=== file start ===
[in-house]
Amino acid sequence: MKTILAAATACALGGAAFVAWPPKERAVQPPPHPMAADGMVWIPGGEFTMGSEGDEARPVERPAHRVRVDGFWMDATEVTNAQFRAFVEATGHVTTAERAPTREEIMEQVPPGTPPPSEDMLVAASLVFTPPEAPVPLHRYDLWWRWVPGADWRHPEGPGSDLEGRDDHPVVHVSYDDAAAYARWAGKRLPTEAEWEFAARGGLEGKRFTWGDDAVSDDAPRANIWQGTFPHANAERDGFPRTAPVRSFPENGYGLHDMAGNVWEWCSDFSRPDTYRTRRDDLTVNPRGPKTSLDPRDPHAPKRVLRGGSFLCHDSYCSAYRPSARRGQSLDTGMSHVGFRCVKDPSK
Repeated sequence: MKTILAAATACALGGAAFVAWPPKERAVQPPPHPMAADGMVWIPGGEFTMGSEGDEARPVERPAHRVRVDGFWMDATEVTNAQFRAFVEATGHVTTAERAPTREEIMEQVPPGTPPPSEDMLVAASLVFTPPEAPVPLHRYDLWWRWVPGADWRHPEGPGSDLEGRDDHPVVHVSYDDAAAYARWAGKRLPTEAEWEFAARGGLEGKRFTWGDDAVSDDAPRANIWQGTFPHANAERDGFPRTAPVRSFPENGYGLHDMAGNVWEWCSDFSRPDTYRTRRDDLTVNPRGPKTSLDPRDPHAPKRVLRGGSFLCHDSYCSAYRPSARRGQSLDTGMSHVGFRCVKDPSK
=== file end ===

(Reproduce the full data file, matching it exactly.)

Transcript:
[in-house]
Amino acid sequence: MKTILAAATACALGGAAFVAWPPKERAVQPPPHPMAADGMVWIPGGEFTMGSEGDEARPVERPAHRVRVDGFWMDATEVTNAQFRAFVEATGHVTTAERAPTREEIMEQVPPGTPPPSEDMLVAASLVFTPPEAPVPLHRYDLWWRWVPGADWRHPEGPGSDLEGRDDHPVVHVSYDDAAAYARWAGKRLPTEAEWEFAARGGLEGKRFTWGDDAVSDDAPRANIWQGTFPHANAERDGFPRTAPVRSFPENGYGLHDMAGNVWEWCSDFSRPDTYRTRRDDLTVNPRGPKTSLDPRDPHAPKRVLRGGSFLCHDSYCSAYRPSARRGQSLDTGMSHVGFRCVKDPSK
Repeated sequence: MKTILAAATACALGGAAFVAWPPKERAVQPPPHPMAADGMVWIPGGEFTMGSEGDEARPVERPAHRVRVDGFWMDATEVTNAQFRAFVEATGHVTTAERAPTREEIMEQVPPGTPPPSEDMLVAASLVFTPPEAPVPLHRYDLWWRWVPGADWRHPEGPGSDLEGRDDHPVVHVSYDDAAAYARWAGKRLPTEAEWEFAARGGLEGKRFTWGDDAVSDDAPRANIWQGTFPHANAERDGFPRTAPVRSFPENGYGLHDMAGNVWEWCSDFSRPDTYRTRRDDLTVNPRGPKTSLDPRDPHAPKRVLRGGSFLCHDSYCSAYRPSARRGQSLDTGMSHVGFRCVKDPSK